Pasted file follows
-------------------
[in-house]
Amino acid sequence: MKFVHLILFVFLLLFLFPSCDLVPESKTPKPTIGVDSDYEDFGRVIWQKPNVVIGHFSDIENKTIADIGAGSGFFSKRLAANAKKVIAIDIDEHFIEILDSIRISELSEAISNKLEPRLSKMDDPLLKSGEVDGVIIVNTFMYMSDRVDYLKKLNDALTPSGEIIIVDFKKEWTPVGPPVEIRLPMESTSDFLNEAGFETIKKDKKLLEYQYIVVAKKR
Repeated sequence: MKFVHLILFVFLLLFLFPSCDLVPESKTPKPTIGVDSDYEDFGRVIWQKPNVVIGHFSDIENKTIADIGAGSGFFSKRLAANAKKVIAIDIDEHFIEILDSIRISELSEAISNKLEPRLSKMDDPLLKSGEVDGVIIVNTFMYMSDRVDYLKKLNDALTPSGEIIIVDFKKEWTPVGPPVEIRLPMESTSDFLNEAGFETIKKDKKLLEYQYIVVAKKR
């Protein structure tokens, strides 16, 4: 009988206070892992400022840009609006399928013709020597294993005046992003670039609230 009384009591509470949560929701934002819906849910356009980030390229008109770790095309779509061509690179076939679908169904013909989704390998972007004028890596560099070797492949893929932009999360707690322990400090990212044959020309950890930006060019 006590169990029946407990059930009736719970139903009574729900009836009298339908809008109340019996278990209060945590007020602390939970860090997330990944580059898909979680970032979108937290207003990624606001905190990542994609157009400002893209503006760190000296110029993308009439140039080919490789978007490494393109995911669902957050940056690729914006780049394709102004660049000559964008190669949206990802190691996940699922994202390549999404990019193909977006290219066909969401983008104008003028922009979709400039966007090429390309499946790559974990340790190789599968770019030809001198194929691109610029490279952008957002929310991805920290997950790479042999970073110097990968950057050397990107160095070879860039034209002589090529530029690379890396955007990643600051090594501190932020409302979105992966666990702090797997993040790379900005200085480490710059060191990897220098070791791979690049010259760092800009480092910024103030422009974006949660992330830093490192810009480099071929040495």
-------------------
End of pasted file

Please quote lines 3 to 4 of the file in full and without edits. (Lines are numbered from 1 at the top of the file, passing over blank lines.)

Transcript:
Repeated sequence: MKFVHLILFVFLLLFLFPSCDLVPESKTPKPTIGVDSDYEDFGRVIWQKPNVVIGHFSDIENKTIADIGAGSGFFSKRLAANAKKVIAIDIDEHFIEILDSIRISELSEAISNKLEPRLSKMDDPLLKSGEVDGVIIVNTFMYMSDRVDYLKKLNDALTPSGEIIIVDFKKEWTPVGPPVEIRLPMESTSDFLNEAGFETIKKDKKLLEYQYIVVAKKR
């Protein structure tokens, strides 16, 4: 009988206070892992400022840009609006399928013709020597294993005046992003670039609230 009384009591509470949560929701934002819906849910356009980030390229008109770790095309779509061509690179076939679908169904013909989704390998972007004028890596560099070797492949893929932009999360707690322990400090990212044959020309950890930006060019 006590169990029946407990059930009736719970139903009574729900009836009298339908809008109340019996278990209060945590007020602390939970860090997330990944580059898909979680970032979108937290207003990624606001905190990542994609157009400002893209503006760190000296110029993308009439140039080919490789978007490494393109995911669902957050940056690729914006780049394709102004660049000559964008190669949206990802190691996940699922994202390549999404990019193909977006290219066909969401983008104008003028922009979709400039966007090429390309499946790559974990340790190789599968770019030809001198194929691109610029490279952008957002929310991805920290997950790479042999970073110097990968950057050397990107160095070879860039034209002589090529530029690379890396955007990643600051090594501190932020409302979105992966666990702090797997993040790379900005200085480490710059060191990897220098070791791979690049010259760092800009480092910024103030422009974006949660992330830093490192810009480099071929040495």